Freshly painted walls with high visibility will pump adrenaline through a graffiti artist with the same velocity as paint spitting out of an aerosol can. So when the skies over Downtown Los Angeles on Monday were a clear blue canvas, conditions were perfect for an artist who was planning to send a message to a higher level.
Saber, the highly regarded professional street artist to some and potential fugitive to L.A. County Sheriff's Deputies, replaced cans of paint with skywriting for a high noon art installation that protested the City of Los Angeles' moratorium on murals.
The orchestrated demonstration began with a midday tweet from Saber: "IT'S ON! TODAY I OWN THE SKY OVER #LA" Then Saber's authored statements tagging the sky with statements like "#End Mural Moratorium," "Art Is Not A Crime," "Art Work Rebels," and signatured the piece with "Saber Revok Risky MSK" and Shepard Fairey's "Obey."
Also seen in the sky was "Juxtapoz," the art publication that wrote "you might as well take your public art to the next level."
Tagging the sky was an idea Saber first had when graffiti artist Revok was arrested at LAX in April 2011, he told KCET Departures. "Free Revok" was to be the message over downtown Los Angeles, a response to what Saber considers the criminalization of artists.
As the messages faded away in the afternoon, Saber said that the day's temporary installation, made by 5 planes and 300 characters, was funded mostly by himself. Other artists, including Shepard Fairey, helped with the undisclosed amount.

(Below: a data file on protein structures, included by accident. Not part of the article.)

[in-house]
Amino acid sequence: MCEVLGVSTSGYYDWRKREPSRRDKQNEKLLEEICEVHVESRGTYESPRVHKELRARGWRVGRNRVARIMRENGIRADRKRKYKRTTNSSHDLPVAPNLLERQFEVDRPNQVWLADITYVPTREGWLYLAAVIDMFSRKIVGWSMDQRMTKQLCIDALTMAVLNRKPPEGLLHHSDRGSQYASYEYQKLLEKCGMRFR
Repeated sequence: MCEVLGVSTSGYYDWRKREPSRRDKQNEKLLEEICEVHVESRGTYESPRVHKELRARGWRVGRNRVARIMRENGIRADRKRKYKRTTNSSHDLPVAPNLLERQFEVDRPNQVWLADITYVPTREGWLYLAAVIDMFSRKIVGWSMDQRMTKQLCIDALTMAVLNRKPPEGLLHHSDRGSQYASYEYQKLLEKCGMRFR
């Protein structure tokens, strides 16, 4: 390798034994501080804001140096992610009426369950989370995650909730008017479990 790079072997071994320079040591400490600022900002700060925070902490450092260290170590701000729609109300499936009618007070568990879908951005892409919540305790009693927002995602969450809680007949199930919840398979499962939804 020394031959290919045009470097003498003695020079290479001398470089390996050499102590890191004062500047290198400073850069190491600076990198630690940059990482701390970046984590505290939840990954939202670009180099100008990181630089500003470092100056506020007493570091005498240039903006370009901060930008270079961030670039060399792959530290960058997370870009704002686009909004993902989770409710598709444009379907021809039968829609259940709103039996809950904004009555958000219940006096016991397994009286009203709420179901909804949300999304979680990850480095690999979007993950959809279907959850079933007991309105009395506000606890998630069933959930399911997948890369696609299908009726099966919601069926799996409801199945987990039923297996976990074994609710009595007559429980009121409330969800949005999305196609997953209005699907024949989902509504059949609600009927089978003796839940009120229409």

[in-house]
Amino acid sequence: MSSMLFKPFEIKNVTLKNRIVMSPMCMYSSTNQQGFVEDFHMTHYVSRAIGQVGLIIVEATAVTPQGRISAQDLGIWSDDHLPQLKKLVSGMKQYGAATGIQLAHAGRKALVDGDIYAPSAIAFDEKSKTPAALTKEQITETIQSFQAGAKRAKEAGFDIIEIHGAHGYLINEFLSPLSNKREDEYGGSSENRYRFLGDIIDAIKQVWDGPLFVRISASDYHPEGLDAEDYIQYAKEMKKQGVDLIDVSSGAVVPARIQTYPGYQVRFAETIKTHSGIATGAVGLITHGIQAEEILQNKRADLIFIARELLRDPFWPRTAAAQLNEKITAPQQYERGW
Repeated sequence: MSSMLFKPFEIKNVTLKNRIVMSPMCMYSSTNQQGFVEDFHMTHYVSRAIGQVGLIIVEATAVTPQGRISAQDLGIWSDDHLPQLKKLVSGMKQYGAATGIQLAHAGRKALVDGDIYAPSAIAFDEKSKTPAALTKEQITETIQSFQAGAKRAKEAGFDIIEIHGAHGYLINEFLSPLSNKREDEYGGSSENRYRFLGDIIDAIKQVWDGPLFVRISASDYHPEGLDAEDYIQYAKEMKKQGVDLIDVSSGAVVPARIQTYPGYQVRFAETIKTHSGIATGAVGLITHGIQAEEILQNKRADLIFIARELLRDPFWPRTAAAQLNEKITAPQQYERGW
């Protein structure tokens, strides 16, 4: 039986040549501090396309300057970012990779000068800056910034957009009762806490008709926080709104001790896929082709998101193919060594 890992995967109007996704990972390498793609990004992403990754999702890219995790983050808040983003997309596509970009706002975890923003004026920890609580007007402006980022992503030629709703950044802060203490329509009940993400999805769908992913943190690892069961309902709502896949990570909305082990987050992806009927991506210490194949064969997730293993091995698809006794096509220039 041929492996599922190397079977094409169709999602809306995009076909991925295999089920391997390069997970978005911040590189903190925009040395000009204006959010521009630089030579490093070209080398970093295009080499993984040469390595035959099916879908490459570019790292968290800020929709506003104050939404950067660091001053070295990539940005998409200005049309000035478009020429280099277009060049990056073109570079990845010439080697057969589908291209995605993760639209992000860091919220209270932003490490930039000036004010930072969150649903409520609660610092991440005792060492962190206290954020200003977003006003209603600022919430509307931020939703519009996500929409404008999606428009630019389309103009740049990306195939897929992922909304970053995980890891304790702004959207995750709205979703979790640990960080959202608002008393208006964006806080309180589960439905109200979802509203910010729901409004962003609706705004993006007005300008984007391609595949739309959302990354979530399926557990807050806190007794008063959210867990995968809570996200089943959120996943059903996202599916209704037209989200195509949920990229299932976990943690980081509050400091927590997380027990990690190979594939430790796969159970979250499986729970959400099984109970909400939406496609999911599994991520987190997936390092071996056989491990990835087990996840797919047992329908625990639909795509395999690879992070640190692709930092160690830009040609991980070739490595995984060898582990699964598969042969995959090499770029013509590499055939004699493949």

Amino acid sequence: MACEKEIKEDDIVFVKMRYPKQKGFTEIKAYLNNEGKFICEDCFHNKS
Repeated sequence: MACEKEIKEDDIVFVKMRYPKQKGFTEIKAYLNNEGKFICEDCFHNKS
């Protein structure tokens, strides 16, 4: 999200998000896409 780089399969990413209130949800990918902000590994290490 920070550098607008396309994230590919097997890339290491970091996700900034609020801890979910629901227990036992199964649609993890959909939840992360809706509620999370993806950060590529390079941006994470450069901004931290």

"It seems to be counterproductive to destroy art," explained Saber, who took on this to protest what he says is a city campaign to eradicate public art murals, a policy that also allows LAPD and L.A. County Sheriff's Department to "harass artists." "Millions of dollars are given to companies to buff art. Taxpayers pay for the censorship." He said the policies, first set forth to control tagging, ends up profiling all street artists as gang members.
Saber added that this is about business and property owners being having the freedom to show works on their wall. "Every mural should be protected," but artists should be protected as well. He claimed that authorities surveyed "Art In The Streets" to gather intelligence that led to street artists being raided at their homes.
Despite Monday's protest, he would support any kind of guidelines the city may come up with. "In the age of criminalization of a culture, it is going to have more problems," he said, pointing to the artists who are often profiled as gang members. "Things need to change."
More murals and street art commentary from Departures:
- Understanding City Policy is the First Step In Reviving Murals in Los Angeles
- Before Paint Comes Paperwork: Murals As Seen By Code Breakers
- New Motion Seeks To Identify L.A.'s Murals As Art, Not Signs
- Roaming the 'Street' Arts District
- Bending The Rules: The Arts District as a Haven For Street 'Murals'
- Street Art, Graffiti, Tagging -- Same or Different? MOCA Show Blurs Debate
- The Politics of Murals Has L.A.'s Legacy Fading
- Graffiti: NY Subways Brought 'Art to the People,' LA Trains Bring 'People to the Art'
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